﻿ Lectures on Inference from Experiments -清华丘成桐数学科学中心

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1. Inference from randomized experiments:  The relationship between  Fisher and  Neyman-Pearson

Abstract: The difference between the Fisher and Neyman inference for two-sample experiments has been discussed and studied by several scholars since the 1930th. Lehmann (1959) showed that under certain conditions the two tests are asymptotically equivalent over random sampling from a super population. Recently, Ding (2017) discussed the asymptotic properties for inference to the units within a sample, and showed that using the normal approximation of the Fisher test under the assumption of the sharp null hypothesis gives poor power performance under the alternative as opposed to Neyman. In this paper we compare Fisher and Neyman using an exact version of the Fisher test in Monte Carlo simulations. We conclude that Lehmanns results apply also for inference within samples with a slight indication that Fisher has better power properties than Neyman for small samples, even under normality.

2.Rerandomization strategies for balancing covariates using pre-experimental longitudinal data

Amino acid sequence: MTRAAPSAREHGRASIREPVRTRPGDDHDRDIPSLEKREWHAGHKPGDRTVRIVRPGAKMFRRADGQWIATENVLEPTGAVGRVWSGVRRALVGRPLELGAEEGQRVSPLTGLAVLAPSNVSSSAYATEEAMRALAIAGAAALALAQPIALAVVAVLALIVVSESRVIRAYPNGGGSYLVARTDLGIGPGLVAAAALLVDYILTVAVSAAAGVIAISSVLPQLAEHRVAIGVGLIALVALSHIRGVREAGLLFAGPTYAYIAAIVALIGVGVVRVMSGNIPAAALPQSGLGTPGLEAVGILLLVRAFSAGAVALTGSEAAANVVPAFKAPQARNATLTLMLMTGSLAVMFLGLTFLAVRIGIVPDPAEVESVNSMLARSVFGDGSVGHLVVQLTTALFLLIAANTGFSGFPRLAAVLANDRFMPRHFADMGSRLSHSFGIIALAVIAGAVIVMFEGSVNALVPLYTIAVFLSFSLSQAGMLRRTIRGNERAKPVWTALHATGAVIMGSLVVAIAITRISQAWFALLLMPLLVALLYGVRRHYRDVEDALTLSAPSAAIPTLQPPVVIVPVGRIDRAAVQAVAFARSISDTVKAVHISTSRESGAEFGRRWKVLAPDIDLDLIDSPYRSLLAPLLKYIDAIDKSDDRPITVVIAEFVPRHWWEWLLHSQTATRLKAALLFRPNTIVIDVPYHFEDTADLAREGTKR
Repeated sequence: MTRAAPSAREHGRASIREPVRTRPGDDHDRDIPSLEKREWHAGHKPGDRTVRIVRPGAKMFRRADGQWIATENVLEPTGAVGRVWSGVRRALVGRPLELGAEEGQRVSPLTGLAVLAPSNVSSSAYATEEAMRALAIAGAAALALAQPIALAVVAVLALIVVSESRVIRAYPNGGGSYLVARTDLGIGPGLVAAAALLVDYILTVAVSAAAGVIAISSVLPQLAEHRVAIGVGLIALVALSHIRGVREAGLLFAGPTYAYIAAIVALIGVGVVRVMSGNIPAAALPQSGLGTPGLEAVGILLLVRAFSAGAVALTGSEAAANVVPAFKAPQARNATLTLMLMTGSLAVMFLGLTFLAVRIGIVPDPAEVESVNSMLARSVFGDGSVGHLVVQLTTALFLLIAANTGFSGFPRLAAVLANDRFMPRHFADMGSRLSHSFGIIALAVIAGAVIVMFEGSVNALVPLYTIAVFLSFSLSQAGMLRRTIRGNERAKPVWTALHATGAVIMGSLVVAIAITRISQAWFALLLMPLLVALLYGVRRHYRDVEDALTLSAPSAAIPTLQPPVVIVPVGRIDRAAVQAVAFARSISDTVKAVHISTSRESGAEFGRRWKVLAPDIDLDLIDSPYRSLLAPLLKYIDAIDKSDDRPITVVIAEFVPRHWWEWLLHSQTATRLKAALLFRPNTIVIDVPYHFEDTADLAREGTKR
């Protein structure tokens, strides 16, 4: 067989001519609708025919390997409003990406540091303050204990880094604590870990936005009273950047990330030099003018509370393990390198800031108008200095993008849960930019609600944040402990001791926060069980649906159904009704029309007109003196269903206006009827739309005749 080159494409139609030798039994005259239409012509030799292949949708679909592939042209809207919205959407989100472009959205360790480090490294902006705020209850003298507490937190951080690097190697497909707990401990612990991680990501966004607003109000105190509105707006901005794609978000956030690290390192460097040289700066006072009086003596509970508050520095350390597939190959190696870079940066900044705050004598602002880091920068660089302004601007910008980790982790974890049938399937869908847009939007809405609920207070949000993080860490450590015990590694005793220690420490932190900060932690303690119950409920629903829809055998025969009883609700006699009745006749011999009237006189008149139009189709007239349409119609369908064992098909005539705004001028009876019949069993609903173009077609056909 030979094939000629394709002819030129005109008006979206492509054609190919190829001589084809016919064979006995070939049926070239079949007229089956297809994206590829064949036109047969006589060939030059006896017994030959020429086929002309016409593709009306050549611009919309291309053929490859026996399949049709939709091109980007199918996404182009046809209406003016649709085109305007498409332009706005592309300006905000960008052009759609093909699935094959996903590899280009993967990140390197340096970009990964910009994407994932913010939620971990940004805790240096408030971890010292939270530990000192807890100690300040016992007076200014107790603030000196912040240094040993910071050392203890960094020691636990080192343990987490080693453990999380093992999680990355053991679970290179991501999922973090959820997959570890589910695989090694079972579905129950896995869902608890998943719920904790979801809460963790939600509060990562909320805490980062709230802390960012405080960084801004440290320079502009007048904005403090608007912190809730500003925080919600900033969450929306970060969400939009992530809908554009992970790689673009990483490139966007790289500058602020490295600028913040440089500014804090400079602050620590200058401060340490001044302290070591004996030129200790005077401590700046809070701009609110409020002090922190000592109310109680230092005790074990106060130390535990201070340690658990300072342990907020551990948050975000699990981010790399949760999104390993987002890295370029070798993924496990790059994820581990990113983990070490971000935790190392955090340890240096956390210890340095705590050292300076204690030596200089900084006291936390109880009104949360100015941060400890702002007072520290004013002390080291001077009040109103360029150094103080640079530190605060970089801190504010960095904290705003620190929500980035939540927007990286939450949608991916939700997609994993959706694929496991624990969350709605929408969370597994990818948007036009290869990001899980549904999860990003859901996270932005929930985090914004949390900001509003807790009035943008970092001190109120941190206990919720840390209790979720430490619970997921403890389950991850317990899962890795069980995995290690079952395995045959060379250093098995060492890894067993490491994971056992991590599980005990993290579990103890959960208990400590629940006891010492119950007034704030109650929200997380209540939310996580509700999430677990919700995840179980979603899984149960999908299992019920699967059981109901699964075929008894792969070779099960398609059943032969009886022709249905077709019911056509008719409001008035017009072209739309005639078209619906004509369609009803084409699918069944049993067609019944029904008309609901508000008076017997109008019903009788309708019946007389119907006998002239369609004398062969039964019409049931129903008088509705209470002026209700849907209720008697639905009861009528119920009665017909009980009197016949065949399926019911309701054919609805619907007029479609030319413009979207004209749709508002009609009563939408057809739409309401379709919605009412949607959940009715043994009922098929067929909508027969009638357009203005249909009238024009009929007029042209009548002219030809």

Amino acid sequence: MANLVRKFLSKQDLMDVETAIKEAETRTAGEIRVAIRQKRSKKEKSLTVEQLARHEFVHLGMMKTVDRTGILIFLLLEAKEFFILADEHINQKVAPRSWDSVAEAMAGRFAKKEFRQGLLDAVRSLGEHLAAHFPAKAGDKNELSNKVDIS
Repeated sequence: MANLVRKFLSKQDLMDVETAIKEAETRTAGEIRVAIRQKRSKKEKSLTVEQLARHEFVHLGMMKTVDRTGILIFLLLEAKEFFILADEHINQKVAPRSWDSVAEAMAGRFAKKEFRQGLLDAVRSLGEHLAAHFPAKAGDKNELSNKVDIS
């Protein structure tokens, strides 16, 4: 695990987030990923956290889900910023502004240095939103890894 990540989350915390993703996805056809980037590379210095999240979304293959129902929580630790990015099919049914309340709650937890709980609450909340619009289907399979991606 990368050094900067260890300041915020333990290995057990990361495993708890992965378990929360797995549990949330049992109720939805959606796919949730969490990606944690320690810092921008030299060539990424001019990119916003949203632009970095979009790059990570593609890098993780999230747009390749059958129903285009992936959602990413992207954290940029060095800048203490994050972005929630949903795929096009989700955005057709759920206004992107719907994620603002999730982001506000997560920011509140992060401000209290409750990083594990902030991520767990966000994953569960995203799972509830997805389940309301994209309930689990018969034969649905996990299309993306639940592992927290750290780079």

Abstract: This paper considers experimental design based on the strategy of rerandomization to increase the efficiency in experiments. Two aspects of rerandomization are addressed. First, we propose a two-stage allocation sample scheme for randomization inference to the units in balanced experiments that guarantees that the difference-in-mean estimator is an unbiased estimator of the sample average treatment effect for any experiment, conserves the exactness of randomization inference, and halves the time consumption of the rerandomization design. Second, we propose a rank-based covariate-balance measure which can take into account the estimated relative weight of each covariate. Several strategies for estimating these weights using pre-experimental data are proposed. Using Monte Carlo simulations, the proposed strategies are compared to complete randomization and Mahalanobis-based rerandomization. An empirical example is given where the power of a mean difference test of electricity consumption of 54 households is increased by 99%, in comparison to complete randomization, using one of the proposed designs based on high frequency longitudinal electricity consumption data.

3. On the relation between stratified randomization and rerandomization

Abstract: Rerandomization is a strategy for improving balance on observed covariates in experiments. It was proposed as a complement to traditional blocked designs and several scholars recommend researchers to `block on what you can and rerandomize on what you cannot'. However, the relationship and differences between blocking, rerandomization, and the combination of the two, has not been previously investigated. In this paper, we show that block designs can be recreated by rerandomization, and explain why in most situations blocking on binary covariates followed by rerandomization on continuous covariates is more efficient than rerandomization on all covariates at once.